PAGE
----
It works beautifully, and a business model that works by leasing the necessary equipment to consumers on a cost basis competitive with other forms of transportation energy has been developed. It does not require billions in additional infrastructure and generating capacity, and can be phased in gradually as market acceptance grows and costs come down.

It's a logical, permanent solution that really has no appreciable downside that can't be worked through.

So of course it won't be implemented.

 

100% ,I know this is not the forum for alternative modes of powering personal transport, but EV's are a ridiculous solution to reducing co2 emission.Only practical for city & short distance commutes. Hydrogen is a much better solution in the long term.

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On 7/29/2021 at 11:27 AM, Oldcarfan27 said:

I've always wondered why the huge push for electric, but no research for other alternative "clean burning" fuels.

Hydrogen is the cleanest. Put it in a fuel cell and it emits water as it's byproduct. 

Propane is already in use, why not improve it's use.

Chrysler's turbine engine ran on anything. Maybe it's time to reconsider that source.

I read somewhere that Volvo created a concept car about 15 years ago which was an electric/ turbine hybrid. It had a small turbine unit that you could drop almost anything combustible into that could recharge the battery if needed. It got a chilly reception in the US because it was not zero emissions.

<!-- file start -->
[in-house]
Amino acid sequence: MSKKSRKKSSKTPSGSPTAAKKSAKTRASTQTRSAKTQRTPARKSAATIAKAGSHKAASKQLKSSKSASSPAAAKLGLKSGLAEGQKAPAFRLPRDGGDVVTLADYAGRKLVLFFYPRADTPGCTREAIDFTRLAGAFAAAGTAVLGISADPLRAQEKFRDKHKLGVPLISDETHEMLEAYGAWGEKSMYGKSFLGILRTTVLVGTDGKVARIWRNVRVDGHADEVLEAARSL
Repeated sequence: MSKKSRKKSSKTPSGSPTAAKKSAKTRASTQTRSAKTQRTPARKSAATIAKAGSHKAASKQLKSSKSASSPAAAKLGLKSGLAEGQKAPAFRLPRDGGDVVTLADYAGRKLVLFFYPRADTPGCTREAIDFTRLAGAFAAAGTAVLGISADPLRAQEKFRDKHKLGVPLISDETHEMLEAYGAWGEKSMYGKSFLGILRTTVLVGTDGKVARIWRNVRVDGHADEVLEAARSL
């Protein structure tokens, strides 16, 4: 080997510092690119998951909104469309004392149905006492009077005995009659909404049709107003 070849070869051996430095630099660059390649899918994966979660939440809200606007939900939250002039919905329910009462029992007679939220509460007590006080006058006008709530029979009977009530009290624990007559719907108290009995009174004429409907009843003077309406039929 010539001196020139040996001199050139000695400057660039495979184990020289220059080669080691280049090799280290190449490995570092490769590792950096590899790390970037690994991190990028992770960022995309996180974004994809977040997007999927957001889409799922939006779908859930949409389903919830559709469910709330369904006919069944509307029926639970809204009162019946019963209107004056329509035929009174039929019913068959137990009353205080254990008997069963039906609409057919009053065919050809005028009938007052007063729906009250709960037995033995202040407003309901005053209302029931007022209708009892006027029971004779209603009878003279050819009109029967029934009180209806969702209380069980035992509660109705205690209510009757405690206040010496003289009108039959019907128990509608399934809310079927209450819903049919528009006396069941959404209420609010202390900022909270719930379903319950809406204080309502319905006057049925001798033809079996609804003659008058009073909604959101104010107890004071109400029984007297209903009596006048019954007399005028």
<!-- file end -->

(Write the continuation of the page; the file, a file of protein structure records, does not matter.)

What killed turbines for Chrysler was that while they could run on pretty much anything, and they had fewer moving parts, they could never get decent gas mileage out of turbines, especially as mileage became more important as the ‘70’s wore on. If a turbine is there more or less as a backup for the electric power plant, then fuel efficiency becomes much less of a problem. 

Until the range problems are minimized, like many have stated in this thread, people in the US will be leery about electric cars. At least the hybrid arrangement, even with a turbine allows better range and capability until infrastructure and/or range catch up. 

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The Mustang E is selling well here in the UK. It has just completed a Lands End to John-o-Groats efficiency run and broken a previous record set by a Tesla.

A friend was telling me last week that the Ministry Of Transport here has put a stop to further development on Hydrogen cars as they can't work out the road tax cost for owning one yet, that's been on hold for nearly ten years!

Gas conversions, not petrol to us but gas, are popular for those with big cars, Range Rover etc, as per litre that is still only 35pence. The tanks is a pressurised cylinder and normally in the boot/trunk space. The cars have to stay as fundamentally a petrol powered vehicle with the gas as a backup fuel source.    

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9 hours ago, Brian Austin said:

And of course an article written by a company that makes accessories for Teslas wouldn't be the least bit self-serving:

EDITOR'S NOTE: This article comes to us courtesy of EVANNEX, which makes and sells aftermarket Tesla accessories. The opinions expressed therein are not necessarily our own at InsideEVs

Edited by Ace-Garageguy
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6 hours ago, Ace-Garageguy said: